Paper Battle to Be Decided in October

Asia Pulp & Paper (APP), an exporter of coated paper from China and Indonesia, believes the DOC adopted questionable calculation methodologies in rendering its final determination, and feels “more proper” methodologies would have yielded little to no AD/CVD duties.

“While we are disappointed in (the) announcement of the final AD and CVD rates, we remain confident that the entire trade case will be thrown out at the conclusion of the International Trade Commission’s injury investigation in mid-October,” said Terry Hunley, acting president, APP Americas.

“This is the second such investigation conducted in the last two years, both of which have involved exports of coated paper produced by APP,” Hunley noted. “The prior investigation was terminated by the U.S. government because APP’s imports of coated paper did not injure the U.S. industry. We believe we will secure a similar result in this case. In fact, this investigation has even less basis than the last one, since the U.S. industry itself has benefited from large, direct federal subsidies for its production of the pulp used to make paper.”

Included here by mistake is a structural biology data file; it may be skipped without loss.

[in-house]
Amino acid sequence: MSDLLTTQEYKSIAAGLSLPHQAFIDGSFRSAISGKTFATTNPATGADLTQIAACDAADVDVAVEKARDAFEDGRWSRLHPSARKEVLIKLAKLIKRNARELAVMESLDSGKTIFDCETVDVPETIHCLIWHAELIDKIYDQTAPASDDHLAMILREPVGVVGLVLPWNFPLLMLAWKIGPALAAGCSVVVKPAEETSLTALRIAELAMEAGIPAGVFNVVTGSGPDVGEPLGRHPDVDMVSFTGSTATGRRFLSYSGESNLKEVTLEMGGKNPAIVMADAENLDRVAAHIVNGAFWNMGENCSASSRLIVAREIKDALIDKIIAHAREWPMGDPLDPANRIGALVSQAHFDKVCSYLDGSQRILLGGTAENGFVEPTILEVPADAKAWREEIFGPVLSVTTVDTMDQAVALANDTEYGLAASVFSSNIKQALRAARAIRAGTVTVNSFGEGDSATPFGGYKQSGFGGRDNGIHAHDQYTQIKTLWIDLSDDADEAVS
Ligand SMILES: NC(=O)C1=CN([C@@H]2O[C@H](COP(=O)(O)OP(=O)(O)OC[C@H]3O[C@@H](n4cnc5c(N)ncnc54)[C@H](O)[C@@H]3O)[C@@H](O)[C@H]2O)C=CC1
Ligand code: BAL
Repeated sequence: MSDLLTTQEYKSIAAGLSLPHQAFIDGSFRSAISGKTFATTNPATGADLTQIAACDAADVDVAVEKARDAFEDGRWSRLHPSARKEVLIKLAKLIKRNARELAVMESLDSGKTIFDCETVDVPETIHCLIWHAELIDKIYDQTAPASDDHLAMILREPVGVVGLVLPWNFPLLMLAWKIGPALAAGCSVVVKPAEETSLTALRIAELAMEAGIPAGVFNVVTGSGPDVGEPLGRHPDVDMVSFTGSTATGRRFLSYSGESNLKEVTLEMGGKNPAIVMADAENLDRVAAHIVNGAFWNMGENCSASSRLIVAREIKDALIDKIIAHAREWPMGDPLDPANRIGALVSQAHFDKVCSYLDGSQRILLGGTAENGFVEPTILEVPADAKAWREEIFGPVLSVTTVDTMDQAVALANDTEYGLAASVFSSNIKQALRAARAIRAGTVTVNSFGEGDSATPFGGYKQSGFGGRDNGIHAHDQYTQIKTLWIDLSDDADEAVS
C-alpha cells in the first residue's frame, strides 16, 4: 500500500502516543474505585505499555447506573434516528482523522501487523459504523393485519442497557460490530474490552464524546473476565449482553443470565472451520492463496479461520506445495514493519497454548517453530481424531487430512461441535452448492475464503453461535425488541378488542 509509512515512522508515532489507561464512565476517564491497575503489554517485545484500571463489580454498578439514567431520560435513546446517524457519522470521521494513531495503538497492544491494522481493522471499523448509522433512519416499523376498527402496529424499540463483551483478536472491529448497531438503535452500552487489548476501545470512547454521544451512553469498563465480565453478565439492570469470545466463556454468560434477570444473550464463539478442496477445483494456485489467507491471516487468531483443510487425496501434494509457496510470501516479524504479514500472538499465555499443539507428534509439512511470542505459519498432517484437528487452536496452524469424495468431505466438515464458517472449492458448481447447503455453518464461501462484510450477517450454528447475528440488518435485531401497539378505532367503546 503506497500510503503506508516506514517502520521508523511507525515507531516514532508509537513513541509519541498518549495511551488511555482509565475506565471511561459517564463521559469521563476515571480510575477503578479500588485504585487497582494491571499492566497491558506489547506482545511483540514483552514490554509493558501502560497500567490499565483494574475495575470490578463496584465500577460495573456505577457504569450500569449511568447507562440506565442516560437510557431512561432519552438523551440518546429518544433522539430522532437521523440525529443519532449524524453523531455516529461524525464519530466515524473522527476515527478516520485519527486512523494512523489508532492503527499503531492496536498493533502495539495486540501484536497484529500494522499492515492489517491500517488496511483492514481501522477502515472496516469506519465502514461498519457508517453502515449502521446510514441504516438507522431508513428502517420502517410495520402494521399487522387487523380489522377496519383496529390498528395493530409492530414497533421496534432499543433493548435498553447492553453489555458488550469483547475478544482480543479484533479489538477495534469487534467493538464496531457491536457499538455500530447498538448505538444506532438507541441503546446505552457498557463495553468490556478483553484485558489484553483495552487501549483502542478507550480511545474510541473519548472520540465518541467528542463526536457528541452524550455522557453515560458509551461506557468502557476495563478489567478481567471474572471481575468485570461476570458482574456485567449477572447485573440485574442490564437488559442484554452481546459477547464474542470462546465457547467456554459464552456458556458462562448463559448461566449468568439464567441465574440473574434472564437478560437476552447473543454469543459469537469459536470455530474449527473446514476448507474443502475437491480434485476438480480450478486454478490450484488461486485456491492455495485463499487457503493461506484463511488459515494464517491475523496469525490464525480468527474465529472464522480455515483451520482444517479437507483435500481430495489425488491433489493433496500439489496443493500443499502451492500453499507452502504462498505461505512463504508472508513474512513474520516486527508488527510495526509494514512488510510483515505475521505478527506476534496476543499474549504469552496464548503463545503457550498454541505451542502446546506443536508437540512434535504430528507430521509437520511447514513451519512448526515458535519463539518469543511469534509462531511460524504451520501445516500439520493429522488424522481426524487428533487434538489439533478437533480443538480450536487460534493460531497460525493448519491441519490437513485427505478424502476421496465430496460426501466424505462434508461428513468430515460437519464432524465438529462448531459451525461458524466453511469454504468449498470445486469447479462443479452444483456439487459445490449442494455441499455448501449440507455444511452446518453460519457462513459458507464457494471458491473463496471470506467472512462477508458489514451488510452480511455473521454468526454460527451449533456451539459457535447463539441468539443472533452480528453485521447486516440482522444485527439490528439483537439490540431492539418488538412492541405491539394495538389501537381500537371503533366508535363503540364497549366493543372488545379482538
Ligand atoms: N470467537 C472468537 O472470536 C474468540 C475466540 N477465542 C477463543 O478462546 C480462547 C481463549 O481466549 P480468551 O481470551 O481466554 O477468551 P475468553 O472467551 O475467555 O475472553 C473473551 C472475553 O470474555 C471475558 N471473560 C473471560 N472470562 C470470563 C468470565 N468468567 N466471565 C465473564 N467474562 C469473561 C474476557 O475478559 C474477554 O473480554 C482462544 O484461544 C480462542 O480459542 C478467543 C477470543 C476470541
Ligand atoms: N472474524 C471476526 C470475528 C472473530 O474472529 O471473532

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Comments
  • http://PaulCarney Paul Carney

    I appreciate the “anti-dumping” issue but question the following. Based on what I’ve read so far, our domestic companies bringing this issue up fail to consider that there is not a consideration if the actual printing is done in Asia and then shipped to the U.S. Great job in forgetting their actual customers that buy the paper. With this act, the domestic companies get to raise the prices. Thanks again for the total lack of consideration. Shutting down paper making machines in the U.S. tries to make the case for charging more because of less capacity. Yet another great move to further hurt printers in the U.S. Way to go.

  • http://Pat Pat

    Paul: Let’s just assume for a minute that the domestic paper makers bringing this case are right. Can you convince your print customers that they should pay higher prices for printing to help support American jobs in the paper industry? Does that argument work or do they not — or cannot afford to — care and will have to look elsewhere?